Headship is a team game
I hope we have eventually given up on the myth of the heroic headteacher who gallops in to save the day single-handed. Headship is now more about the team than simply the individual. Make sure you meet the senior leadership team of the school you are applying for, and consider whether this is a group you can work with. I would tend to keep it social and just get a feel for the group and start to build the relationships. Most of all, be yourself; this is what you bring to genuine and authentic leadership, and it has already got you to deputy headship.
Make fewer but better applications
A few high quality applications are more likely to succeed that trying to send in a generic application for lots of headships. This is a major decision and you have to get it right. Research the school well, visit it prior to applying if you can and make sure the application is totally tailored to the school. We recently appointed three assistant headteachers at St. Mary's. All of them, along with a number of other potential applicants, visited the school before applying and took the time to write highly personalised letters. These are the people you want working at your school, these are the type of people you want leading your school.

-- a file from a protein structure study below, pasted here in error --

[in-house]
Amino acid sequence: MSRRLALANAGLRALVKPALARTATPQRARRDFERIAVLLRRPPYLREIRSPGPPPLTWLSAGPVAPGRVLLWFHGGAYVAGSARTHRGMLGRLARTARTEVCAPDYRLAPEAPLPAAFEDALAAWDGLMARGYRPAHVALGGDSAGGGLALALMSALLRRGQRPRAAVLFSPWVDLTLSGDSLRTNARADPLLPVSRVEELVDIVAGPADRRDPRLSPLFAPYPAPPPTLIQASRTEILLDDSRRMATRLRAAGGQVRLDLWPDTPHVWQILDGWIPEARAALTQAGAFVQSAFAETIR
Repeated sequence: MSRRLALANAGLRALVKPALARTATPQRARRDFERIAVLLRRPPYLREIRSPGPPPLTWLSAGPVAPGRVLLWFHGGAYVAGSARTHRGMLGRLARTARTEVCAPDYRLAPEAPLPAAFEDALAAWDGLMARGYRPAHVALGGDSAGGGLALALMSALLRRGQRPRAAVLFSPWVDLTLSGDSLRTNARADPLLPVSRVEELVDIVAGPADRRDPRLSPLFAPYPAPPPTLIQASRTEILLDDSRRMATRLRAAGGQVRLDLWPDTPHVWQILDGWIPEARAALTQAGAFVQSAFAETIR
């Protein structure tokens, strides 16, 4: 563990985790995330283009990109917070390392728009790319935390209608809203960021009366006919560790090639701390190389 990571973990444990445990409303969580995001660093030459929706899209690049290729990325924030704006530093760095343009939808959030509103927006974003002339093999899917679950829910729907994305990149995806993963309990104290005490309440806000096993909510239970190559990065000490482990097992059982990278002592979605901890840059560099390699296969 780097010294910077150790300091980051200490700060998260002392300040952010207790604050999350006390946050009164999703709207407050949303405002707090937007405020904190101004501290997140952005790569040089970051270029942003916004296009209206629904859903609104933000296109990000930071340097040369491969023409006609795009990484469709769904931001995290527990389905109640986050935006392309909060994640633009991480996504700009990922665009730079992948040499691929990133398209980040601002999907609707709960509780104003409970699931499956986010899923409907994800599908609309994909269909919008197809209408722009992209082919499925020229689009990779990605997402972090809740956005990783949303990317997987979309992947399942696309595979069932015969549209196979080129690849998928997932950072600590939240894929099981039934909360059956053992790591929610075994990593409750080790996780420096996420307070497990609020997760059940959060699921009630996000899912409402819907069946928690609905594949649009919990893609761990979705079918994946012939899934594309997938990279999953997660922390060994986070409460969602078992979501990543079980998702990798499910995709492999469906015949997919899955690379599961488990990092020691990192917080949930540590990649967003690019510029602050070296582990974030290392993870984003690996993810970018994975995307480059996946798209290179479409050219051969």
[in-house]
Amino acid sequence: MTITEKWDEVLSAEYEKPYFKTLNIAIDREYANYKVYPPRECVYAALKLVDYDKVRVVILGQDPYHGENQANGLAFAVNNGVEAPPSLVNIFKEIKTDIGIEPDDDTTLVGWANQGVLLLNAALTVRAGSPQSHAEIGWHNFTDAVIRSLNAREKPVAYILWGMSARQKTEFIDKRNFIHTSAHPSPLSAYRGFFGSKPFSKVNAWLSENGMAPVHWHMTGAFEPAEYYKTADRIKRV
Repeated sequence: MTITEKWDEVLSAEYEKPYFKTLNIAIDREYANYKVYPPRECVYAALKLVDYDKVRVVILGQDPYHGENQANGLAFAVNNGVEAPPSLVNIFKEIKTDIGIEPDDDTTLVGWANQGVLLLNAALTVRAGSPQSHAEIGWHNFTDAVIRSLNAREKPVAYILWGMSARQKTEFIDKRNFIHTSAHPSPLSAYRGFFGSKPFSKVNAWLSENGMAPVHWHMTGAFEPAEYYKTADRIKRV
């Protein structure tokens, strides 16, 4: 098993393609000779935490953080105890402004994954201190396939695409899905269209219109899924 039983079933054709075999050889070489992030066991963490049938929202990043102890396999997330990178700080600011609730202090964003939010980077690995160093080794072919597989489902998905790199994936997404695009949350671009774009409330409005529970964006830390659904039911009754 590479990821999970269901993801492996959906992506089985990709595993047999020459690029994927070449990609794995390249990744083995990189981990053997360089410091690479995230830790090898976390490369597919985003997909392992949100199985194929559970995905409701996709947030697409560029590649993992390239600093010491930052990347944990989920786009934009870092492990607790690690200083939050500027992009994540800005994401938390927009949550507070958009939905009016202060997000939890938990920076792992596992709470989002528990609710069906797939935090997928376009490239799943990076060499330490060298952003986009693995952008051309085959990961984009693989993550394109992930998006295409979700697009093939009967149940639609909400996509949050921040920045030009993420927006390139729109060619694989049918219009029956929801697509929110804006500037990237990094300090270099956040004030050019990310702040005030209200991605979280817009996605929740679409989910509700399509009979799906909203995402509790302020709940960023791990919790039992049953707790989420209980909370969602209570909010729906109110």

This is likely to be a pretty gruelling few days with a series of panel interviews, data tasks and presentations. I was successfully interviewed for the executive headship of St. Mary's Catholic College and Christ the King Catholic Primary School earlier this year, but I had no idea how many other candidates would be invited for interview. The poor governors may have had to listen to presentations all afternoon. I wanted to make the point that, if we wanted to be outstanding, we were going to have to do something different and that the skills I had acquired as a secondary headteacher would be transferable to the executive headteacher role.
The opening two minutes of my presentation was a card sort of the characteristics of outstanding primary and secondary schools taken from two Ofsted documents. It was only after they had sorted them into a couple of groups and noticed all the repetition that I explained where they had come from. I was doing something different while showing them my skills are transferable.
Please don't fall into the trap of gimmicks, but look for the opportunity to let your light shine out from the crowd. If you're not successful then maybe it just wasn't the job for you. Remember to learn from each experience and keep a record of questions asked and tasks given.
And good luck – I hope the right school is out there for you.